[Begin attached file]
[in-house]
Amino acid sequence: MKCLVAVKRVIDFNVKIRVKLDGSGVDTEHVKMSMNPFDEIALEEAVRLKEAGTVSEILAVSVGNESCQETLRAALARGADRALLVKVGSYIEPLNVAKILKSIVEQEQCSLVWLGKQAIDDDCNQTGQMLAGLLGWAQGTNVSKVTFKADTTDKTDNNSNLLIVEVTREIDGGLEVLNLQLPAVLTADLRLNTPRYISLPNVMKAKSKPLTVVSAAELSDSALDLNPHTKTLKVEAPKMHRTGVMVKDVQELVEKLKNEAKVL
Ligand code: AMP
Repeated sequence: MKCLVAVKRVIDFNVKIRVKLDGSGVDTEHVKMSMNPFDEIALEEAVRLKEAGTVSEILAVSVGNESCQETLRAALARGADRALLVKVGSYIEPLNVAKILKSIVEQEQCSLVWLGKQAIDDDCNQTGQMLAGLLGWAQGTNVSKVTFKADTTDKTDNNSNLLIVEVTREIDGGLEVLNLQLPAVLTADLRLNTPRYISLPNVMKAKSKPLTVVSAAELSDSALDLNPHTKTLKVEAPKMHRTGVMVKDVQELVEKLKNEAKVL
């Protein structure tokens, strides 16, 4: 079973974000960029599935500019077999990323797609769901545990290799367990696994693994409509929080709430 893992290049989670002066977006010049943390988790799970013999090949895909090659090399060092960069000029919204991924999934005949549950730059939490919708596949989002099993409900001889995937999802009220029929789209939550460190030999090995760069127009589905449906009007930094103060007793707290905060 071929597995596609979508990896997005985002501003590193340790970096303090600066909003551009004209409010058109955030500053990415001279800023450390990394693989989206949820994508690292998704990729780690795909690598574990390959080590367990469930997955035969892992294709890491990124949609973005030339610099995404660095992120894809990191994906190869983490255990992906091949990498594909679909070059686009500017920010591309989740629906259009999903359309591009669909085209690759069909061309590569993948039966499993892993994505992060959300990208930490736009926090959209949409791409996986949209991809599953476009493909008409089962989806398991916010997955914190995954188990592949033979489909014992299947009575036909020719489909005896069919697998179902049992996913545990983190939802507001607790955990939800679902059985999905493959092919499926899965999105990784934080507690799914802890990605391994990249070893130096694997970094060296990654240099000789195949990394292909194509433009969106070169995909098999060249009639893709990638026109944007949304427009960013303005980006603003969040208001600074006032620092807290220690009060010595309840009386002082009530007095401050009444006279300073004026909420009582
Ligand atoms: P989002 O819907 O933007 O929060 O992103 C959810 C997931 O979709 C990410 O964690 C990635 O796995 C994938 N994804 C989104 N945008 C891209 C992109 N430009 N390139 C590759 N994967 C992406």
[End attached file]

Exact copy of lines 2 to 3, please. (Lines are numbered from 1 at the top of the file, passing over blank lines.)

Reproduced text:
Amino acid sequence: MKCLVAVKRVIDFNVKIRVKLDGSGVDTEHVKMSMNPFDEIALEEAVRLKEAGTVSEILAVSVGNESCQETLRAALARGADRALLVKVGSYIEPLNVAKILKSIVEQEQCSLVWLGKQAIDDDCNQTGQMLAGLLGWAQGTNVSKVTFKADTTDKTDNNSNLLIVEVTREIDGGLEVLNLQLPAVLTADLRLNTPRYISLPNVMKAKSKPLTVVSAAELSDSALDLNPHTKTLKVEAPKMHRTGVMVKDVQELVEKLKNEAKVL
Ligand code: AMP